If it ain’t broke, don’t fix it. The maxim is just as applicable in product design as it is in everyday life. Consider the Airstream and the Fender Strat, widely celebrated products that have looked the same for decades. And yet, this week has brought the news that Volkswagen has debuted a “more masculine” version of the iconic Beetle. The new version is VW’s attempt to broaden the car’s appeal by attracting male buyers. Will it work? Only time will tell, but we can sure pass judgment now. After the jump, we examine the new Beetle and a few more classic products that have been redesigned over the years, with varying degrees of success.
The Volkswagen Beetle
Few products so readily bring to mind the ’60s as the Volkswagen Beetle. Although the car existed in various forms (it was originally a Porsche) since the ’30s, it was the 1967 model that made a splash in the States, its quirky style pairing intuitively with the current counterculture. But everything that is once trendy must eventually become uncool, and a sales decline forced Volkswagen to stop selling Beetles in the US after 1977. A few decades later, however, Beetles were stylishly retro once again, and the company introduced the New Beetle in 1998. While it kept many of the original’s design features, it was noticeably more aerodynamic and bereft of the wonderful, silver details. The 2012 version takes these updates even farther, the the point that the Beetle almost feels like a sports car. Give us the original over the new model any day.
The Apple iMac
Remember the first iMacs? We’re sure we weren’t the only high schoolers who begged our parents for a fruit-colored desktop back in 1998, when Apple rebooted its brand by embracing appealing design. The computers have undergone tons of design changes with each new generation — and while those early versions definitely caught our eye, we have to admit we prefer the current, more dignified, minimalist look. Come to think of it, it kind of feels like the iMac grew up with us.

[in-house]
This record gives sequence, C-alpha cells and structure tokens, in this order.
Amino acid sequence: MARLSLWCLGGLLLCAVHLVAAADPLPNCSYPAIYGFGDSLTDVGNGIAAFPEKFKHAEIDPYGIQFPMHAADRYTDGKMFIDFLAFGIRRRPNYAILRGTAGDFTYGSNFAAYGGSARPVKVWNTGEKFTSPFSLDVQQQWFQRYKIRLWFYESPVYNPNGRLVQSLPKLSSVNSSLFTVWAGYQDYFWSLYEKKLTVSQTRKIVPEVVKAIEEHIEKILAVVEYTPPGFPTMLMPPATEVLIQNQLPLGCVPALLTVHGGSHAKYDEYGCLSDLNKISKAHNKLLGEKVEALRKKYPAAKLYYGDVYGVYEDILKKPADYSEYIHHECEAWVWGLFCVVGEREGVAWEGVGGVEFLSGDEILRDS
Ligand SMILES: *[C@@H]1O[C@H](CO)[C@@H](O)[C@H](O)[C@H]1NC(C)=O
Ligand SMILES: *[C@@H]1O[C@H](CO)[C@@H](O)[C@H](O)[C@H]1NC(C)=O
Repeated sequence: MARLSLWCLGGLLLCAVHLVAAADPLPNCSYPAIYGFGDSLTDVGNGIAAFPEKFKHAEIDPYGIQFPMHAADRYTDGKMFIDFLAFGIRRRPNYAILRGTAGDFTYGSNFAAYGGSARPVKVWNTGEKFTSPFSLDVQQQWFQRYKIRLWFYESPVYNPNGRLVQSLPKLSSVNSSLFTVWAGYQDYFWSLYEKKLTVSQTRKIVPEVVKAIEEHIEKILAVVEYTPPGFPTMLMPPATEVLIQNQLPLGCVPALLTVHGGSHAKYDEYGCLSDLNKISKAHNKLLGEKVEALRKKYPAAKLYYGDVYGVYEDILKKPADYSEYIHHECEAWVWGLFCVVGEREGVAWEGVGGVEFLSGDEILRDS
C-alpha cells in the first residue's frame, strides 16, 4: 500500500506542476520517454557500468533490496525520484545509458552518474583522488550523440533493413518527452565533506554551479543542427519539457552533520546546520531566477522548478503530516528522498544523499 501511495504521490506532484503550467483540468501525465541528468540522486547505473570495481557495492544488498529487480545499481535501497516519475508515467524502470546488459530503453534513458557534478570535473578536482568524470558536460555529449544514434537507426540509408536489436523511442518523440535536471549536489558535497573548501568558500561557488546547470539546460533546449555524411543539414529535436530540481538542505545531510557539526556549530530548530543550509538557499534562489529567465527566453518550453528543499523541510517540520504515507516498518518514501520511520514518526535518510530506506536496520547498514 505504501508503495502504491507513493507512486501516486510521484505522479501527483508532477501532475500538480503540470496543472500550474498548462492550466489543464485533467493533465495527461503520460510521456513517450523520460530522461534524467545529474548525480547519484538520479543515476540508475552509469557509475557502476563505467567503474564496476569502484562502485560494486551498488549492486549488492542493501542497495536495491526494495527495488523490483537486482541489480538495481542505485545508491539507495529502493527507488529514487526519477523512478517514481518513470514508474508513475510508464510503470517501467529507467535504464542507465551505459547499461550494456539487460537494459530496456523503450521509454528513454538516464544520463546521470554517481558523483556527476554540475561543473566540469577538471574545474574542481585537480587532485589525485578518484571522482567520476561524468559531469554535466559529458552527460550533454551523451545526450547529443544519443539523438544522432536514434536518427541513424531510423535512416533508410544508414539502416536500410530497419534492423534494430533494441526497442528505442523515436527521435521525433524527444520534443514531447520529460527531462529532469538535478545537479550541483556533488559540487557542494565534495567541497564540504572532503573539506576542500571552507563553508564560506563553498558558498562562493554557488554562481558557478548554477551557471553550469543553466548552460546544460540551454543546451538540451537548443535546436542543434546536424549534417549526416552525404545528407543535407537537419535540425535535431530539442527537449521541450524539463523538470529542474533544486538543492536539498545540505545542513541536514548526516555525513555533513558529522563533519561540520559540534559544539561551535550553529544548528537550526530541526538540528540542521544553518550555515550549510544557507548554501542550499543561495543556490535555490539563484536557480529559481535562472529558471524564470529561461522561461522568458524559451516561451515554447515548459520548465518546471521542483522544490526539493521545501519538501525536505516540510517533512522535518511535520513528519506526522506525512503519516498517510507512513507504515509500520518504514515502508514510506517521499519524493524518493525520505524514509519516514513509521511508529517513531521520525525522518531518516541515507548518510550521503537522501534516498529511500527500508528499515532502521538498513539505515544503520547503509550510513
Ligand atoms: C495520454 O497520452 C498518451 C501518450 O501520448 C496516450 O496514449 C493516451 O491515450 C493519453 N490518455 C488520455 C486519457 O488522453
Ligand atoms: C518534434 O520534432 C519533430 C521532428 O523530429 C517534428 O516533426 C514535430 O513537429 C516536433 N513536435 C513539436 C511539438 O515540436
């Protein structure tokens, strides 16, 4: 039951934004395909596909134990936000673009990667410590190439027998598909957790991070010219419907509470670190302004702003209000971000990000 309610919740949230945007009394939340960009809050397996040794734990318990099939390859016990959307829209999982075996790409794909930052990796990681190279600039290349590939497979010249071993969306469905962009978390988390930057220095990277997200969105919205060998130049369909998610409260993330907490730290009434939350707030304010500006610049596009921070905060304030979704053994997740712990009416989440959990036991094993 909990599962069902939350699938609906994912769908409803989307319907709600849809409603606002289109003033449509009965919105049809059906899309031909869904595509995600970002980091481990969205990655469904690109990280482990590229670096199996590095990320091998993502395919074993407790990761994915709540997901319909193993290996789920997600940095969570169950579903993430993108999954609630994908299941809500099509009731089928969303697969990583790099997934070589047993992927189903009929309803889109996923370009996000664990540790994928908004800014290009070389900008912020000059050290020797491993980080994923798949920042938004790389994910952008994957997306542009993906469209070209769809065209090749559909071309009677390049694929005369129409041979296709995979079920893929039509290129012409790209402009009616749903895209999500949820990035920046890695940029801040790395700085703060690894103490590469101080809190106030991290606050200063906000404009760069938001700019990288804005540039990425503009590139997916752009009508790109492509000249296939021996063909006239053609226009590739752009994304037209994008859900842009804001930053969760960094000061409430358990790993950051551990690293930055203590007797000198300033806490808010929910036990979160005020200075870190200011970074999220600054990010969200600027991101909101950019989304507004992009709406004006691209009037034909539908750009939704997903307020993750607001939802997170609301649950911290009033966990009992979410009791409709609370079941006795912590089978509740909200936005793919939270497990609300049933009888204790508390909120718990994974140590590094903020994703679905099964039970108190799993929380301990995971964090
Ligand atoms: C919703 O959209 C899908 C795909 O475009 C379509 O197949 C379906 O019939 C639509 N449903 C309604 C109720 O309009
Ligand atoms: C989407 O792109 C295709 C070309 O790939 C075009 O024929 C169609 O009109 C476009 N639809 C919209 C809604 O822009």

Although a few odd prototypes preceded it, Coca-Cola’s famous “contour bottle” dates back to Earl R. Dean’s 1916 design. Over the years, plastic bottles have taken over for glass ones, and while the current containers still reference the contoured classics, we seem to see a new tweak every few years. The current version’s innovation is a grip-friendly bottom, which we’re sad to say brings to mind nothing more than elaborate condoms. Truly, the original, glass Coke bottle was nothing to mess with.
No book cover designs have been quite so consummately fetishized as Penguin’s. The earliest covers, beginning when the company launched in 1935, were simple and stylish — orange cover with a thick, white stripe for the title, black lettering, and classy logos. Although we love the first Penguin covers, we must admit that the company rarely goes wrong in its current designs. For instance, as you might have guessed, the 1984 cover above is the work of Shepard Fairey.